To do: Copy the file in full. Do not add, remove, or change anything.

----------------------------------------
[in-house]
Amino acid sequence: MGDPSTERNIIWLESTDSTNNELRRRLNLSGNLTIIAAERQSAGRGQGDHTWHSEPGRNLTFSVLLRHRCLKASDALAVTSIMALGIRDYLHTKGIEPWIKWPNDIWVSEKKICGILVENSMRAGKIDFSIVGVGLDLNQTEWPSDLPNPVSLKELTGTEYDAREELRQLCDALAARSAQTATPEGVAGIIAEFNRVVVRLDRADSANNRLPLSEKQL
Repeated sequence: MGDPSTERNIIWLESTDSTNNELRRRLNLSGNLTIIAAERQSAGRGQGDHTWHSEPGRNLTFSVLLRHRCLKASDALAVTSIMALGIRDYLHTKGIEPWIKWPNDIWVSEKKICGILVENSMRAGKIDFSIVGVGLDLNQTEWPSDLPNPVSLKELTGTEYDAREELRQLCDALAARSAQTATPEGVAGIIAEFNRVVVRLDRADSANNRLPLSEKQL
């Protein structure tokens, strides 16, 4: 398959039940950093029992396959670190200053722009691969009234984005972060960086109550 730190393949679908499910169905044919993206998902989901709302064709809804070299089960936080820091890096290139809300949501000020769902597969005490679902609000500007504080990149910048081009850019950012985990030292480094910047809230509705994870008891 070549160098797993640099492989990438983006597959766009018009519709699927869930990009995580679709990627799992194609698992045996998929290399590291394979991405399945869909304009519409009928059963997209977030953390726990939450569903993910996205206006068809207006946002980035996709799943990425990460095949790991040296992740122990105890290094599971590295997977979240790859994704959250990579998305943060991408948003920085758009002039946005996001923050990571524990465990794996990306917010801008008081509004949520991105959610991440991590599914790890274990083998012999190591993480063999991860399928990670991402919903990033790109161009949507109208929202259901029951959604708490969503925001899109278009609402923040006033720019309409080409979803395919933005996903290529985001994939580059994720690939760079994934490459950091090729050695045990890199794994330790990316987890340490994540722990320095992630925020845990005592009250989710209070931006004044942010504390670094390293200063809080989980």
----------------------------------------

[in-house]
Amino acid sequence: MGDPSTERNIIWLESTDSTNNELRRRLNLSGNLTIIAAERQSAGRGQGDHTWHSEPGRNLTFSVLLRHRCLKASDALAVTSIMALGIRDYLHTKGIEPWIKWPNDIWVSEKKICGILVENSMRAGKIDFSIVGVGLDLNQTEWPSDLPNPVSLKELTGTEYDAREELRQLCDALAARSAQTATPEGVAGIIAEFNRVVVRLDRADSANNRLPLSEKQL
Repeated sequence: MGDPSTERNIIWLESTDSTNNELRRRLNLSGNLTIIAAERQSAGRGQGDHTWHSEPGRNLTFSVLLRHRCLKASDALAVTSIMALGIRDYLHTKGIEPWIKWPNDIWVSEKKICGILVENSMRAGKIDFSIVGVGLDLNQTEWPSDLPNPVSLKELTGTEYDAREELRQLCDALAARSAQTATPEGVAGIIAEFNRVVVRLDRADSANNRLPLSEKQL
């Protein structure tokens, strides 16, 4: 398959039940950093029992396959670190200053722009691969009234984005972060960086109550 730190393949679908499910169905044919993206998902989901709302064709809804070299089960936080820091890096290139809300949501000020769902597969005490679902609000500007504080990149910048081009850019950012985990030292480094910047809230509705994870008891 070549160098797993640099492989990438983006597959766009018009519709699927869930990009995580679709990627799992194609698992045996998929290399590291394979991405399945869909304009519409009928059963997209977030953390726990939450569903993910996205206006068809207006946002980035996709799943990425990460095949790991040296992740122990105890290094599971590295997977979240790859994704959250990579998305943060991408948003920085758009002039946005996001923050990571524990465990794996990306917010801008008081509004949520991105959610991440991590599914790890274990083998012999190591993480063999991860399928990670991402919903990033790109161009949507109208929202259901029951959604708490969503925001899109278009609402923040006033720019309409080409979803395919933005996903290529985001994939580059994720690939760079994934490459950091090729050695045990890199794994330790990316987890340490994540722990320095992630925020845990005592009250989710209070931006004044942010504390670094390293200063809080989980």